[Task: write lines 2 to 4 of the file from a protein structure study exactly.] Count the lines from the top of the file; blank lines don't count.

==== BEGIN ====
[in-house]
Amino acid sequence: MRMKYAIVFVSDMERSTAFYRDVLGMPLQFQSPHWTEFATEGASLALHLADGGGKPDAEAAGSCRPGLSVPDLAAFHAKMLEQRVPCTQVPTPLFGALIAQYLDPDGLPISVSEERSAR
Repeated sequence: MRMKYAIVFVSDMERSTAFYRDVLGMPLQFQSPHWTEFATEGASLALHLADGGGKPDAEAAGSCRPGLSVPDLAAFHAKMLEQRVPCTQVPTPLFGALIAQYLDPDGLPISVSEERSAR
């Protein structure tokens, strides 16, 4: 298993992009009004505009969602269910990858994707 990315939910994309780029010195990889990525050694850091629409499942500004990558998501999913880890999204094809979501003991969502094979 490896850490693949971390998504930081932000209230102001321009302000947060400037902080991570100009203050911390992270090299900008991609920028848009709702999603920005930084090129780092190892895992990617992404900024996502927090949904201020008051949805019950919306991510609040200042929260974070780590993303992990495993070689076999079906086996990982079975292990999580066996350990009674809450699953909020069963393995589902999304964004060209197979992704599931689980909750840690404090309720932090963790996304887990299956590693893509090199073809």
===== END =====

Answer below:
Amino acid sequence: MRMKYAIVFVSDMERSTAFYRDVLGMPLQFQSPHWTEFATEGASLALHLADGGGKPDAEAAGSCRPGLSVPDLAAFHAKMLEQRVPCTQVPTPLFGALIAQYLDPDGLPISVSEERSAR
Repeated sequence: MRMKYAIVFVSDMERSTAFYRDVLGMPLQFQSPHWTEFATEGASLALHLADGGGKPDAEAAGSCRPGLSVPDLAAFHAKMLEQRVPCTQVPTPLFGALIAQYLDPDGLPISVSEERSAR
């Protein structure tokens, strides 16, 4: 298993992009009004505009969602269910990858994707 990315939910994309780029010195990889990525050694850091629409499942500004990558998501999913880890999204094809979501003991969502094979 490896850490693949971390998504930081932000209230102001321009302000947060400037902080991570100009203050911390992270090299900008991609920028848009709702999603920005930084090129780092190892895992990617992404900024996502927090949904201020008051949805019950919306991510609040200042929260974070780590993303992990495993070689076999079906086996990982079975292990999580066996350990009674809450699953909020069963393995589902999304964004060209197979992704599931689980909750840690404090309720932090963790996304887990299956590693893509090199073809």